Science  29 Feb 2008:
Vol. 319, Issue 5867, pp. 1167

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    NANOREALISM. Most artists labor for a lifetime without seeing their work hang in the Museum of Modern Art (MoMA) in New York City. But Keith Schwab (above), a physicist at Cornell University, has made it into MoMA without trying with an image in a current exhibition, “Design and the Elastic Mind.”

    The exhibition grew out of a series of salons starting in late 2006 for artists, designers, and scientists organized by Paola Antonelli, a senior curator at MoMA, and Adam Bly, founder of Seed magazine. Antonelli says she was struck by the aesthetic combination of form and function in a micrograph of a clover-shaped nanodevice that Schwab presented at one of the gatherings.

    Schwab, who with Michael Roukes of the California Institute of Technology used the device to probe the quantum limit of heat flow, isn't taking his moment at the top of the art world too seriously. “It's not like the artists are sitting there thinking, ‘This is the best nanodevice I've ever seen!’” he says. The exhibit runs through 12 May.


    BRIDGING THE GAP. Growing up in Washington state, Erin Fletcher frequently crossed the infamous Tacoma Narrows Bridge, which was rebuilt after a wind-induced collapse that occurred in 1940. Watching a film clip of the disaster inspired her to become a civil engineer. Now she designs highway sound barriers and bridges for a company.

    Fletcher is one of a dozen female engineers featured on, a new Web site hosted by the U.S. National Academy of Engineering. Its goal is to interest more college-bound girls in becoming engineers and to narrow the gender imbalance—roughly 4 to 1 in favor of men—in undergraduate enrollments. “The site shows that engineers are real people, that we have a good time in our jobs,” Fletcher says. “We're doing important work, but we're not goofy and dorky and weird.”


    MONOPOLIZING MALARIA. Arata Kochi, the outspoken and at times undiplomatic head of the malaria program at the World Health Organization (WHO), is getting worried about the increasing clout of the biggest philanthropy in the world.

    In a November 2007 memo to WHO Director-General Margaret Chan that was recently leaked to The New York Times, Kochi complains that the $39 billion Bill and Melinda Gates Foundation is effectively locking up malaria scientists in a “cartel” that stifles dissenting views. Moreover, the foundation is usurping WHO's policy-setting role, Kochi warns. The memo was recently circulated to other department heads at WHO, the newspaper reported.

    Others too, are grumbling about the foundation's growing influence. Its new plan to eradicate malaria (Science, 7 December 2007, p. 1544) is “worrisome” because it preempted the authority of the World Health Assembly (comprised of WHO member countries), says an official at another global health organization who asked not to be identified.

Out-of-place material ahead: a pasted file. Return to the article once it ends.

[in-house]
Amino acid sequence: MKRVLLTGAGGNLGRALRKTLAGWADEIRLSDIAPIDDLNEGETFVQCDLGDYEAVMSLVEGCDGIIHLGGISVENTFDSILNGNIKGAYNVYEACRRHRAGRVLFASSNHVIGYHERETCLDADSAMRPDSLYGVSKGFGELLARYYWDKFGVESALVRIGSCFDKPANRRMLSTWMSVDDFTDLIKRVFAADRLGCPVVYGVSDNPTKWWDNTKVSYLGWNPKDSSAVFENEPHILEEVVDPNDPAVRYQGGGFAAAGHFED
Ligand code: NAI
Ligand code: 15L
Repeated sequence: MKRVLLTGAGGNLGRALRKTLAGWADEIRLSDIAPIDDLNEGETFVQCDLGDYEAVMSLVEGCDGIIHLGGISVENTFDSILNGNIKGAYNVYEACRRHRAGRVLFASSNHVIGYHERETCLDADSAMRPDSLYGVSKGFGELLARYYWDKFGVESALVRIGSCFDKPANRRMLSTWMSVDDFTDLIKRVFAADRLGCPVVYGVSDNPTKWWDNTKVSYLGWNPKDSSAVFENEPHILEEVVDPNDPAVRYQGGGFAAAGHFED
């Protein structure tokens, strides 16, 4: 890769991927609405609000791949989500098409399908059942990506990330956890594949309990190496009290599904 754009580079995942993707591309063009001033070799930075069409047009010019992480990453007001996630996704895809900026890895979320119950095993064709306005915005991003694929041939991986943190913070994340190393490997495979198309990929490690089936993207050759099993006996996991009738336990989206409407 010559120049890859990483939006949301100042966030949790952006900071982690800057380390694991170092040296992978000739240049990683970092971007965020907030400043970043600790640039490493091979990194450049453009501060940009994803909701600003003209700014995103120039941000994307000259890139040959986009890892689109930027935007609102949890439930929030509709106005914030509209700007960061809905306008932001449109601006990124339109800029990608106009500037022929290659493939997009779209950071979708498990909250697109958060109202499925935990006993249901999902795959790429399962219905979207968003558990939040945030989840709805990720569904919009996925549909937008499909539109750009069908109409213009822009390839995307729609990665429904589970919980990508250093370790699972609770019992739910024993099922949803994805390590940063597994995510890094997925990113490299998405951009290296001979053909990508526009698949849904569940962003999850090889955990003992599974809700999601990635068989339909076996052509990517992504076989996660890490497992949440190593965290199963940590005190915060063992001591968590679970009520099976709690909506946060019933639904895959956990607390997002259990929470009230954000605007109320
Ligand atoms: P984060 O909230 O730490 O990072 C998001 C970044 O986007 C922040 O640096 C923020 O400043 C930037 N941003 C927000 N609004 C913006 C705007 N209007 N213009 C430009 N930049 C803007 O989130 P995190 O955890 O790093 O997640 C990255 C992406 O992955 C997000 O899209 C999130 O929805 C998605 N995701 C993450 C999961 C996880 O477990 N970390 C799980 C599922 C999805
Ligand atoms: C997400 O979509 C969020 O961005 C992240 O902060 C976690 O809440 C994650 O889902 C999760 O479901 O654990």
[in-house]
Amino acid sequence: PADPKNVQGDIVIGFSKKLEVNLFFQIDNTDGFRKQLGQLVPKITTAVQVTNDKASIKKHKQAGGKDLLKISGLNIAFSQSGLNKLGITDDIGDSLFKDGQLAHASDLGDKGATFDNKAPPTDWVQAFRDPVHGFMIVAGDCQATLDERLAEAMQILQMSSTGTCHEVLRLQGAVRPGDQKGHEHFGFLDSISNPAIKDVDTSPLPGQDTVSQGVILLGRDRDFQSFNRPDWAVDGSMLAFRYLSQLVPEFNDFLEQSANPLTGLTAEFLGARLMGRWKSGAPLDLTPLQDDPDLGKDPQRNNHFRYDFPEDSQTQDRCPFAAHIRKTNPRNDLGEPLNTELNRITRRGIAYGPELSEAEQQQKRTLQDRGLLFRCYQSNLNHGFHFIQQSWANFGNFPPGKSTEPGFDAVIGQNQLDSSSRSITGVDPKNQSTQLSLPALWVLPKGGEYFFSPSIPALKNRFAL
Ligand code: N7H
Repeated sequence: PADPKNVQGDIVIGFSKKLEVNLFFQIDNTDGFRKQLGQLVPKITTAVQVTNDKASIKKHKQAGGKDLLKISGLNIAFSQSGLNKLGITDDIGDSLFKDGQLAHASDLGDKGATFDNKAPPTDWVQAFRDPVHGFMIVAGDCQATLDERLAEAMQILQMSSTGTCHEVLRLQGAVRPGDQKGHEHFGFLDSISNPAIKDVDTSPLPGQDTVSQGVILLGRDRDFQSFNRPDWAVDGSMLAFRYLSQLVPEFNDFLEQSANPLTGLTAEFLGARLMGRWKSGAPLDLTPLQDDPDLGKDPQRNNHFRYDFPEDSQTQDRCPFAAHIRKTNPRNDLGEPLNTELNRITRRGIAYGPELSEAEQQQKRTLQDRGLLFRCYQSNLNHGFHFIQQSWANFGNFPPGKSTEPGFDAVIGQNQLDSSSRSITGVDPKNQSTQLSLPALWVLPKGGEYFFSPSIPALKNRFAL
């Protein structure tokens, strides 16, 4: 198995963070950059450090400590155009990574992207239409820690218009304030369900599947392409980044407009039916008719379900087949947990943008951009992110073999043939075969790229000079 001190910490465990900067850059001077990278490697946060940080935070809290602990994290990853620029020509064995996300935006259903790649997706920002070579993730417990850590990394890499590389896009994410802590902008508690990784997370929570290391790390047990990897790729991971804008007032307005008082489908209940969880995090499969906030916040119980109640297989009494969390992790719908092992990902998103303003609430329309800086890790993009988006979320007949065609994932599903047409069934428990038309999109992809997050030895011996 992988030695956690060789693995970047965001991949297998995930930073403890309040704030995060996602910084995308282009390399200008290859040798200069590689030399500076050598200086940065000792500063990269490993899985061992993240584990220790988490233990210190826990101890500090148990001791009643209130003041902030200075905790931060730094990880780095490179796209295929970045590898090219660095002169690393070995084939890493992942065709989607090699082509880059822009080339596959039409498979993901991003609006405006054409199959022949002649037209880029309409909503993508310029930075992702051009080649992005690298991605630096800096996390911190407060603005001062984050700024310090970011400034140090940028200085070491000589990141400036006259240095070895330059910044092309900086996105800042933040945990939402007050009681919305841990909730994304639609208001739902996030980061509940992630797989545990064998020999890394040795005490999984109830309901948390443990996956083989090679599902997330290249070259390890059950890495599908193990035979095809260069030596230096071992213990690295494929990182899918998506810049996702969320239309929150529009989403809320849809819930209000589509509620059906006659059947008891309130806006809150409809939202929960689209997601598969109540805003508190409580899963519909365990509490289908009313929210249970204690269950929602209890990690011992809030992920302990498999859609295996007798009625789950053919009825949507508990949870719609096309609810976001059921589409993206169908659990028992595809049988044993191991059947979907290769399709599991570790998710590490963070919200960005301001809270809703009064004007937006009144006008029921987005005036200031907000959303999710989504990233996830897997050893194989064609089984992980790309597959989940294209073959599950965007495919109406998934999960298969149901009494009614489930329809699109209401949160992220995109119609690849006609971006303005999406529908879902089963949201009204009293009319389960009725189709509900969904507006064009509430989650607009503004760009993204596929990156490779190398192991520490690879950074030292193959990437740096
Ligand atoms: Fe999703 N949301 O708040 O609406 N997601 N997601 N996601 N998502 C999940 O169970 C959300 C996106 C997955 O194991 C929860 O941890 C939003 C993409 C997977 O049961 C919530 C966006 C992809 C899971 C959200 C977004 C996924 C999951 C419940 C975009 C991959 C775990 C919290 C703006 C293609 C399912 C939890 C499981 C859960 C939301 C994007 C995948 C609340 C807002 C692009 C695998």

But some Gates grantees disagree. Entomologist Willem Takken of Wageningen University in the Netherlands says Kochi's memo seems to be born out of “frustration” that a more action-oriented player with much deeper pockets has arrived on the scene.

  4. THREE Q'S


    BEIJING—The budget of the National Natural Science Foundation of China (NSFC) has doubled to $617 million in the past 5 years under the presidency of biologist Chen Yiyu. Last month, Chen was appointed to a second 5-year term at the agency, which funds research that has been peerreviewed by outside scientists. NSFC's budget is expected to climb to $747 million this year.

    Q: Is there enough good research in China to justify such large increases?

    Overall, the level of science is still low. Last year, we received approximately 73,800 proposals and approved 14,700. But even among the approved projects, relatively few are of high quality. My priority is not to improve the success rate but to spend more on the best projects.

    Q: NSFC recently set up joint funds with Sinopec, China's main oil company, and Baosteel. This is a radical departure from the old model.

    So is our peer-review evaluation system, and that's our biggest success! Until about 5 years ago in China, we did not appreciate the connection between basic research and industrial development. Now we do, but industry thinks all the intellectual property should belong to them. We are negotiating with the companies now.

    Q: China has recently been plagued by misconduct cases. How vigilant is NSFC?

    We will openly criticize those who misbehave, and we send staff to investigate misconduct allegations. On one hand, we try to crack down on misconduct. But on the other hand, we try to create a healthy atmosphere for good science.